Sunday, May 26, 2024

Adopting Hedonically 


Hirayama (Koji Yakusho) in the film, Perfect Days by Wim Wenders.

Hedonic Adaptation
As I understand it, "hedonic adaptation" is how we return to our normal level of happiness (or lack of it). If you don’t struggle with mania or depression I suppose you’re considered pretty “level” - I think most of us are. What’s interesting is whether you win the lottery or have to pay a huge tax bill, the happiness or sadness caused by the event doesn’t last and you eventually return to whatever is normal for you.

Something that apparently has a positive impact is simply saying to yourself, ”These are the good days.”, which really reminds me of Wim Wenders' recent film, Perfect Days. In that film, Hirayama, the story's protagonist, is content with a simple life and a simple job and seems to greet every morning with an expression that beams from his face that says, "These are the good days."

a few weekends ago really did feel like the good days. Let me begin by saying that my job lately has been challenging. A re-org meant a project that I’ve been a part of for about four years fell apart and was cancelled, impacting hundreds of people. Fortunately, it appears that my team was saved from the indignity of layoffs. Unfortunately whatever will replace that project is ill-defined leaving us with a lot of spare time to worry. I’ve been in this spot before and have been filling my suddenly empty schedule with training courses and, if I’m being honest, daydreaming. Daydreaming leads to stepping out in some unexpectedly warm weather for wandering.

That wandering - basically taking the long way to get somewhere - led to the discovery of a fantastic restaurant that also has a store, Terroni Sud Forno Produzioni e Spaccio (roughly translated as "Terroni's Southern Oven Production and Shop", or something like that), where they sell almost everything they serve in the restaurant as a take-home version. This includes fresh pasta, jarred sauces, pickled vegetables and even frozen pastries. Another perambulation led me to discover a nearby tapas restaurant, Madrina. I'm unsure of the designation but it is listed in the Michelin guide (the city has only a handful of mostly unaffordable sushi places received Michelin stars but about 80 are listed in the guide). on a whim, I made a reservation at Madrina (how a table was available is unknown to me?) and J. and I took advantage to have a dreamy little date night.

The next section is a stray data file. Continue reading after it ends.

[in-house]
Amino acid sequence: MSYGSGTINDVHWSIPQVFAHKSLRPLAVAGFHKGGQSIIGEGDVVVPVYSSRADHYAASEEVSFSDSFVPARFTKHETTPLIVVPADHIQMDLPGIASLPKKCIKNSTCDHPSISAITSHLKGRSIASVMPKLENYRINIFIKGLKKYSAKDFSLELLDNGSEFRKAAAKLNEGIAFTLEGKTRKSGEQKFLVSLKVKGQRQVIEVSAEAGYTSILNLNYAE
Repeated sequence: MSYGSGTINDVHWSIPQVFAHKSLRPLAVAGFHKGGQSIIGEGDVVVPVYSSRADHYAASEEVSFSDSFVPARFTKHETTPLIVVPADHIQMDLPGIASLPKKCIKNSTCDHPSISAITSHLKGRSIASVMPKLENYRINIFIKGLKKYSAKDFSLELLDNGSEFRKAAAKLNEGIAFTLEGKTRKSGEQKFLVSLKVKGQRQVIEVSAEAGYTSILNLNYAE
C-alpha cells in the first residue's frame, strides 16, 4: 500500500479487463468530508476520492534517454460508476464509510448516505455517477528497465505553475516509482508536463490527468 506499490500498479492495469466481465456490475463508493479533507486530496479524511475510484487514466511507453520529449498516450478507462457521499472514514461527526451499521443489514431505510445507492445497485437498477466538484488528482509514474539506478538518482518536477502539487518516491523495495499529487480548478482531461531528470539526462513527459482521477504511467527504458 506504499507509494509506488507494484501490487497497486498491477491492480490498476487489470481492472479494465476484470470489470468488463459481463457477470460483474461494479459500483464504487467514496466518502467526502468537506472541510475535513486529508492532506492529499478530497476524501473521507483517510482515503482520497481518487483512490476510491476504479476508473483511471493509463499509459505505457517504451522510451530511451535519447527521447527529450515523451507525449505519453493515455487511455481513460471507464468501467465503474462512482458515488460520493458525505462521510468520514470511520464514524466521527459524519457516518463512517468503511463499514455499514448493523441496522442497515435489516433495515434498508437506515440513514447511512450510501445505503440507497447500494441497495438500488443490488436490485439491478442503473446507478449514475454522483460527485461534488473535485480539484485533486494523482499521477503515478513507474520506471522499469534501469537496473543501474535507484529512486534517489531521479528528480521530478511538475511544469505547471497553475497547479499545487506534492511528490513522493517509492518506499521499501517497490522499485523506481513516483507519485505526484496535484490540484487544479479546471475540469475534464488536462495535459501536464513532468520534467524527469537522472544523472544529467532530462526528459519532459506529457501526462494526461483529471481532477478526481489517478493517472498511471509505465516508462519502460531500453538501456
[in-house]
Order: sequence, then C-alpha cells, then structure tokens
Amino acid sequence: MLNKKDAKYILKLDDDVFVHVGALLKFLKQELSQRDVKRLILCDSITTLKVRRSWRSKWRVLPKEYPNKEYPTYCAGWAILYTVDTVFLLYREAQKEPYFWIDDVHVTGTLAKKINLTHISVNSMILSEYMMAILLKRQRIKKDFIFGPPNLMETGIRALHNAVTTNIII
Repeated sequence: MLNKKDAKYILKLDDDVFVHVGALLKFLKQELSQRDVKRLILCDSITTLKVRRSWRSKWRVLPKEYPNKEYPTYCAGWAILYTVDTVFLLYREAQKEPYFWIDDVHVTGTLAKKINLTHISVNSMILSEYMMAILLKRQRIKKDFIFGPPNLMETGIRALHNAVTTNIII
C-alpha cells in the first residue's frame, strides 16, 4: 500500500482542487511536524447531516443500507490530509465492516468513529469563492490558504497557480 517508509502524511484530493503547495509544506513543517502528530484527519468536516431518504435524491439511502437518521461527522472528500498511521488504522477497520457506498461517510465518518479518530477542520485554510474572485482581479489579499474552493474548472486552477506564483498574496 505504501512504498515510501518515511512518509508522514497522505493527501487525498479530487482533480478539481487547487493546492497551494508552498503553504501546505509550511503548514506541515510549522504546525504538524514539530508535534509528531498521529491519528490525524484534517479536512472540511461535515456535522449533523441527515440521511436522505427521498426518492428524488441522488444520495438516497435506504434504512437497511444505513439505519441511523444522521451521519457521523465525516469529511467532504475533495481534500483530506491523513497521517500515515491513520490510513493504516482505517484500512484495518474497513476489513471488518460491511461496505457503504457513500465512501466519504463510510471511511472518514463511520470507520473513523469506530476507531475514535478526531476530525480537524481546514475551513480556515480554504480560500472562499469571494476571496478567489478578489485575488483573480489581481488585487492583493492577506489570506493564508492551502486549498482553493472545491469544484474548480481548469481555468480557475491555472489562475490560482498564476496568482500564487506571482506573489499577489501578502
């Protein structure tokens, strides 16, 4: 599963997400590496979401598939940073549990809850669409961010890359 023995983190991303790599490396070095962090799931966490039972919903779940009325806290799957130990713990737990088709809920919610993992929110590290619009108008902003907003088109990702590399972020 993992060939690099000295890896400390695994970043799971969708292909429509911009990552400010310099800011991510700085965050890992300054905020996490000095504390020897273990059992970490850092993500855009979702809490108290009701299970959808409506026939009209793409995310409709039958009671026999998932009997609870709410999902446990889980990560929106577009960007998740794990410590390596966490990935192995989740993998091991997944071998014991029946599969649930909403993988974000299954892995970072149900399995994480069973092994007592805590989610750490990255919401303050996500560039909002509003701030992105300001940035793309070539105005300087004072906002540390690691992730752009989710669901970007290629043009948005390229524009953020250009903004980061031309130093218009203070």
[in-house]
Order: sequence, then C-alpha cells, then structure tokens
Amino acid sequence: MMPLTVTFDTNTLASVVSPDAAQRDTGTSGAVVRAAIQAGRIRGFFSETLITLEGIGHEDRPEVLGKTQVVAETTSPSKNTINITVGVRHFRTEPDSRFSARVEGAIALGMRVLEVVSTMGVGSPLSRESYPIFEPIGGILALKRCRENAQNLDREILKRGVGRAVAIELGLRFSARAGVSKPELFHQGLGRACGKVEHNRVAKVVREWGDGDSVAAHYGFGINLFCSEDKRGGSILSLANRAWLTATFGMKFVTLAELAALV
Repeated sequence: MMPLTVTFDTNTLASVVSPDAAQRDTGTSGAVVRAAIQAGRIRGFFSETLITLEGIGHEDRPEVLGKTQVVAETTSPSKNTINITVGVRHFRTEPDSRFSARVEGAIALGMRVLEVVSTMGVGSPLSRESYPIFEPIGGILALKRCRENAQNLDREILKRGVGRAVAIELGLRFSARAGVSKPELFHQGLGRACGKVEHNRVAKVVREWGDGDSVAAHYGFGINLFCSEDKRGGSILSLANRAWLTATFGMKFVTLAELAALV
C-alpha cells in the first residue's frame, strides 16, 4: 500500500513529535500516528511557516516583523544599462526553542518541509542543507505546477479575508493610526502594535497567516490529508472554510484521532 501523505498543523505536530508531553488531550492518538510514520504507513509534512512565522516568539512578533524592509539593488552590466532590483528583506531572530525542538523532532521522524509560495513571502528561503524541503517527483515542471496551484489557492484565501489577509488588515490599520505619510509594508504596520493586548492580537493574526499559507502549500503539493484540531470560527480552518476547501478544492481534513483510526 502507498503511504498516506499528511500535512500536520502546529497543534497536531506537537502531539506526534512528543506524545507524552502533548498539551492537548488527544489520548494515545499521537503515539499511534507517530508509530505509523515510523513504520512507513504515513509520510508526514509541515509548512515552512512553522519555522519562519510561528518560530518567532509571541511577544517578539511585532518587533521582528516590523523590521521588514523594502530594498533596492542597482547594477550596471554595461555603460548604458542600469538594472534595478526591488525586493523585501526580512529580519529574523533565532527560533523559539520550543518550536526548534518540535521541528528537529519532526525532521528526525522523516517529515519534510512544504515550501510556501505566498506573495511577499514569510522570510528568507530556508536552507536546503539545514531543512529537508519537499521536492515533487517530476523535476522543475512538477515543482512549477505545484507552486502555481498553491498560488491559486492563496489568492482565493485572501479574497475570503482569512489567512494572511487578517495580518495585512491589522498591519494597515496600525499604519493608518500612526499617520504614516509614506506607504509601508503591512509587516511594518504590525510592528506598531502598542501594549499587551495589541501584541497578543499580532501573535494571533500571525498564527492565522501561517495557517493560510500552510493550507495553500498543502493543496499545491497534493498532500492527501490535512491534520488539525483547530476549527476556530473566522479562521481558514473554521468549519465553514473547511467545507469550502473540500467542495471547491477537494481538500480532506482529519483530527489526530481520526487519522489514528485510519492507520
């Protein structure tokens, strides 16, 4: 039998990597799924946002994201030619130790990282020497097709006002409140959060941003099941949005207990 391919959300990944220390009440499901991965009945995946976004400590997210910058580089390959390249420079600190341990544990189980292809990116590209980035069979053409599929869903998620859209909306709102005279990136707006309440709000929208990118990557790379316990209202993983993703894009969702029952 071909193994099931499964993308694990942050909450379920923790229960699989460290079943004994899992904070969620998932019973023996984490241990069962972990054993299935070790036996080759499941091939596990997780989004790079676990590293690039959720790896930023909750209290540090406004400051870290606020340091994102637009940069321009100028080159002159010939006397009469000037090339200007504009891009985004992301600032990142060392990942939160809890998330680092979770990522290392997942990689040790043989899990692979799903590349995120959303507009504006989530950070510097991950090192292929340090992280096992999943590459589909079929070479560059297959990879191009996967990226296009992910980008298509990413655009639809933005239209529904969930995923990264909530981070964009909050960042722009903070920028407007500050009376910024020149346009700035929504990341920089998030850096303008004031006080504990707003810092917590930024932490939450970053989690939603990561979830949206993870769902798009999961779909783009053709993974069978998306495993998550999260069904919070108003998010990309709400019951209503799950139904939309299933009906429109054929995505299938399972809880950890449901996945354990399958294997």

On another day, I abandoned a swim when the pool after finding it overcrowded and instead I turned around and bought supper from Terroni’s (along with their frozen croissants). It made a fantastic meal that was ready in minutes.

The following Saturday morning we made plans to watch a stage of the Giro d’Italia with friends (the original plan was to cheer on Mike Woods as he vied for a stage win but sadly he had to withdraw due to injury). We enjoyed those previously frozen, now freshly baked croissants and excellent coffee as we saw generational talent Tadej PogaČar whip himself up unbelievably steep gradients to take the win. Then I left and rode off to the Toronto Reference Library to start a weekend of enjoying the Toronto Comic Arts Festival. To see your comic book favourites talking candidly about their work is a joy to me that may not be easily appreciated. Also being surrounded by stacks and stacks of books and art was overwhelming and inspiring, which almost brought me to tears of incomparable happiness. The evening ended with an awards show at The Arts & Letters Club - probably the only club I’ve ever wanted to be a member of. Sunday was another day of comic book delights. On Sunday night it was hard to sleep as my head filled with more possibilities and ideas than I’ve had in a long time.

Monday was a return to work. It has never been more clear to me just how disinterested I am in the appearance of busyness or, as one friend put it, making more money for rich white guys. Last year’s catchphrase, “quiet quitting” was thought of by my generation as a sign of laziness and entitlement, but I think it exposed the American attitude of living for work where your occupation and career are given much more time than you are paid for or than it deserves. Maybe that culture of over-working is just a phase of a career that is in my rearview mirror and looking back, I see all the extra effort I put in was wasted time. I once put so many hours in on a project that I would say goodnight to the night shift security guard on my way out of the office and then see him, still on his shift when I went back in the morning.

This slowdown has given me time to genuinely cogitate and let ideas brew. That’s something creativity needs. It requires time and space and not simply ramming ideas into a blender at high speed to produce output. I do think too much of what we measure as productivity is a result of ticking more boxes to meet a “burndown rate” rather than making anything of quality and value. “Burndown rate” is a funny way of saying you’re delivering on time when it can feel like it’s really marking off how much closer you are to a burnout rate. While my colleagues may fret about layoffs (a real concern) I’ll focus on life out of the blender for a while and instead of a burn-down rate I’ll enjoy the cool down and let the ideas flow freely as a leaky faucet. These are the good days.

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